In general, developments of new or modified ­surgical protocols have been founded on one or other theoretical premise, and disappointment with current results. Examples of these would include assumptions concerning the underlying mechanisms of maxillary growth, the presence and location of growth centres (to be avoided during surgery) or the role of muscular function in optimising growth potential. However, present understanding of the controlling mechanisms of facial growth is incomplete and derives from observational work and speculation in earlier decades.
However, this field of research no longer seems popular with craniofacial biologists, and understanding of the mechanisms of facial growth has not advanced in recent years. Current research mostly focuses on genetic causation, on gene environment interaction and on Hox genes, growth factors and signalling molecules that influence facial embryogenesis, providing, at this stage, few options for surgical manipulation.
Examples of theories that have influenced surgical management in a quest for better maxillary growth include:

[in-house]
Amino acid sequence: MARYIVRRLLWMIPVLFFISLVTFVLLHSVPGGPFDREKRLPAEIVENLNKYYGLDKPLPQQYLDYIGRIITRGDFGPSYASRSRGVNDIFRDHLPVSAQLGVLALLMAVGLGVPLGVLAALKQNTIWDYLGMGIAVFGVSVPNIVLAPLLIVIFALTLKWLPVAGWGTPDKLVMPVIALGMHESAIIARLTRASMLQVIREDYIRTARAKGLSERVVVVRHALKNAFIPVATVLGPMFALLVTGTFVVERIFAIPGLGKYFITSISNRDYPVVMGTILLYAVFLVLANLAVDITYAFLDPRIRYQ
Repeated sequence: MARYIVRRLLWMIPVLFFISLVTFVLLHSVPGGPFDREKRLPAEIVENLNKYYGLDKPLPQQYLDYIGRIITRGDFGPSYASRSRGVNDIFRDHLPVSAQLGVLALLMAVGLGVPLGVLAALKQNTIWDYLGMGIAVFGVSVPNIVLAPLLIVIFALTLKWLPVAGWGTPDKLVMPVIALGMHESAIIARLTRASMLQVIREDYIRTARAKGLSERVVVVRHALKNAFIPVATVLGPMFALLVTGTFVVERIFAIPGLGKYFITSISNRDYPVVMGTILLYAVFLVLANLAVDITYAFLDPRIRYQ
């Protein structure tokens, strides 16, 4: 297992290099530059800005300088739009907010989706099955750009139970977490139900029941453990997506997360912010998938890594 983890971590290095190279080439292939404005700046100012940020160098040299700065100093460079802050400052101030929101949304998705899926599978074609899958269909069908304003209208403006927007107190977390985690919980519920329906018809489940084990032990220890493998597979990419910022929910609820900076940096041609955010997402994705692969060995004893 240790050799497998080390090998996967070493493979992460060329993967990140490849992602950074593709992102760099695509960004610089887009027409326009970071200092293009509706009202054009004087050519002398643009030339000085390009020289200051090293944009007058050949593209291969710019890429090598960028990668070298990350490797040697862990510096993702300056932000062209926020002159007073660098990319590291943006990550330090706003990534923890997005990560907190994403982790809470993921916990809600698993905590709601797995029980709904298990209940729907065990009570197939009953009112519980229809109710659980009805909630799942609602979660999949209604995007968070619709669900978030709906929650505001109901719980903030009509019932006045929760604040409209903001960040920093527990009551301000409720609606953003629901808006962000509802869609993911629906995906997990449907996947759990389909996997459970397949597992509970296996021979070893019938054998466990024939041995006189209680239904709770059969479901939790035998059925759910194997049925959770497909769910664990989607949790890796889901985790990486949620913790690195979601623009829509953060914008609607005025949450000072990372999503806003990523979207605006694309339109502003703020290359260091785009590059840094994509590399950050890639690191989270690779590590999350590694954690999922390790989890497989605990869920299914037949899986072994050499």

• Delaying closure of the hard palate.
  • “Later” lip repair may reduce early growth impairment.
  • Designing flaps to minimise denuded bone, for example, avoiding pushback techniques and using minimal lateral releasing incisions.
  • Avoiding use of the vomerine flap in order to safeguard septal and the vomero-premaxillary suture development and in turn growth.
  • Performing extensive facial muscle dissection to optimise function and, in turn, growth.
  • Reducing the extent of trauma at any one time by performance of surgical closure in small incremental stages, such as three or four operations rather than one or two.